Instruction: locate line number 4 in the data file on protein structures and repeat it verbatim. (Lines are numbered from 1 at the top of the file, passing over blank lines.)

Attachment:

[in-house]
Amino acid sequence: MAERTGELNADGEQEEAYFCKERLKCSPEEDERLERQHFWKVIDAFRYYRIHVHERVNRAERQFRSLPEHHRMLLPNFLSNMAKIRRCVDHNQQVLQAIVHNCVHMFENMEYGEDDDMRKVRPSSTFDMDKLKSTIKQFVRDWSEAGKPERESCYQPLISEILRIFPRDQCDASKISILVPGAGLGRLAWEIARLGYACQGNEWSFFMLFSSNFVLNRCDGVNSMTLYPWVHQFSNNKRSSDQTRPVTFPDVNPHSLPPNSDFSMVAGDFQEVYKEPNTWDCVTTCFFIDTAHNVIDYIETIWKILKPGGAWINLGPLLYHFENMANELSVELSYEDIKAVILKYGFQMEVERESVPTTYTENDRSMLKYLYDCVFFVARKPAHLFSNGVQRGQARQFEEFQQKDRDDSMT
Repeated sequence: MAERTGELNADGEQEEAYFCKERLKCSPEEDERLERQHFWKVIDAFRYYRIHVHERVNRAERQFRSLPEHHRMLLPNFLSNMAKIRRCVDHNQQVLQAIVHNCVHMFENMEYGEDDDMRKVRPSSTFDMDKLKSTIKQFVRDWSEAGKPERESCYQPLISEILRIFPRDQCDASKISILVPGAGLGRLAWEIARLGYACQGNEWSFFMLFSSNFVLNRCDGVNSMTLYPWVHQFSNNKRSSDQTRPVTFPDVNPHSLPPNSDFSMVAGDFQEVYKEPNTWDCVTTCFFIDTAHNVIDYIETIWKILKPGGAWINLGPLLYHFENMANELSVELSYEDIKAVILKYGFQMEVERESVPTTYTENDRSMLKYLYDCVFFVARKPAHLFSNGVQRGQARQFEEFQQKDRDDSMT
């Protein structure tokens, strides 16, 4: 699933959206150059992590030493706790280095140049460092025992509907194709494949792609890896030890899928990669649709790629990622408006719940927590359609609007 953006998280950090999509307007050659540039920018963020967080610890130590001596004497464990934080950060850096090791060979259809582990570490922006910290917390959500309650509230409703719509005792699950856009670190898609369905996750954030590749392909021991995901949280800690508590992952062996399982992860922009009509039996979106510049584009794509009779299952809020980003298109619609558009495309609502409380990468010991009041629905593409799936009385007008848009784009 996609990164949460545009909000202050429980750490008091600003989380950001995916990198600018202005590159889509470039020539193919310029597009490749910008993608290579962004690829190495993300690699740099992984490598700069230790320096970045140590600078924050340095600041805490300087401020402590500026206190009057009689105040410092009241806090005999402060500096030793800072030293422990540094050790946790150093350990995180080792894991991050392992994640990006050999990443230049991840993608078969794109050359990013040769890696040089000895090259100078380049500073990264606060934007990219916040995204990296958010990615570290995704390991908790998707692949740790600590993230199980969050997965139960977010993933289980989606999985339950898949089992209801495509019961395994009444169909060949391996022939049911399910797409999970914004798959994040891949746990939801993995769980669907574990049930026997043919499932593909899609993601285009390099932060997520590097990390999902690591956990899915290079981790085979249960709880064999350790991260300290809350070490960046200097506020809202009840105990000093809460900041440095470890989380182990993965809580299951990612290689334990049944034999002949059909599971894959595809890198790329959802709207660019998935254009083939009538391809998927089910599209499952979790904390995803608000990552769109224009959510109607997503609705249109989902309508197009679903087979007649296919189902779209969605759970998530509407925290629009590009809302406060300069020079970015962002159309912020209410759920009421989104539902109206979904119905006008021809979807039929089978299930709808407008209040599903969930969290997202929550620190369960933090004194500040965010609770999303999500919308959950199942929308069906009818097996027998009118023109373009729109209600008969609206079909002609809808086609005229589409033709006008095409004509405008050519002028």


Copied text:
């Protein structure tokens, strides 16, 4: 699933959206150059992590030493706790280095140049460092025992509907194709494949792609890896030890899928990669649709790629990622408006719940927590359609609007 953006998280950090999509307007050659540039920018963020967080610890130590001596004497464990934080950060850096090791060979259809582990570490922006910290917390959500309650509230409703719509005792699950856009670190898609369905996750954030590749392909021991995901949280800690508590992952062996399982992860922009009509039996979106510049584009794509009779299952809020980003298109619609558009495309609502409380990468010991009041629905593409799936009385007008848009784009 996609990164949460545009909000202050429980750490008091600003989380950001995916990198600018202005590159889509470039020539193919310029597009490749910008993608290579962004690829190495993300690699740099992984490598700069230790320096970045140590600078924050340095600041805490300087401020402590500026206190009057009689105040410092009241806090005999402060500096030793800072030293422990540094050790946790150093350990995180080792894991991050392992994640990006050999990443230049991840993608078969794109050359990013040769890696040089000895090259100078380049500073990264606060934007990219916040995204990296958010990615570290995704390991908790998707692949740790600590993230199980969050997965139960977010993933289980989606999985339950898949089992209801495509019961395994009444169909060949391996022939049911399910797409999970914004798959994040891949746990939801993995769980669907574990049930026997043919499932593909899609993601285009390099932060997520590097990390999902690591956990899915290079981790085979249960709880064999350790991260300290809350070490960046200097506020809202009840105990000093809460900041440095470890989380182990993965809580299951990612290689334990049944034999002949059909599971894959595809890198790329959802709207660019998935254009083939009538391809998927089910599209499952979790904390995803608000990552769109224009959510109607997503609705249109989902309508197009679903087979007649296919189902779209969605759970998530509407925290629009590009809302406060300069020079970015962002159309912020209410759920009421989104539902109206979904119905006008021809979807039929089978299930709808407008209040599903969930969290997202929550620190369960933090004194500040965010609770999303999500919308959950199942929308069906009818097996027998009118023109373009729109209600008969609206079909002609809808086609005229589409033709006008095409004509405008050519002028």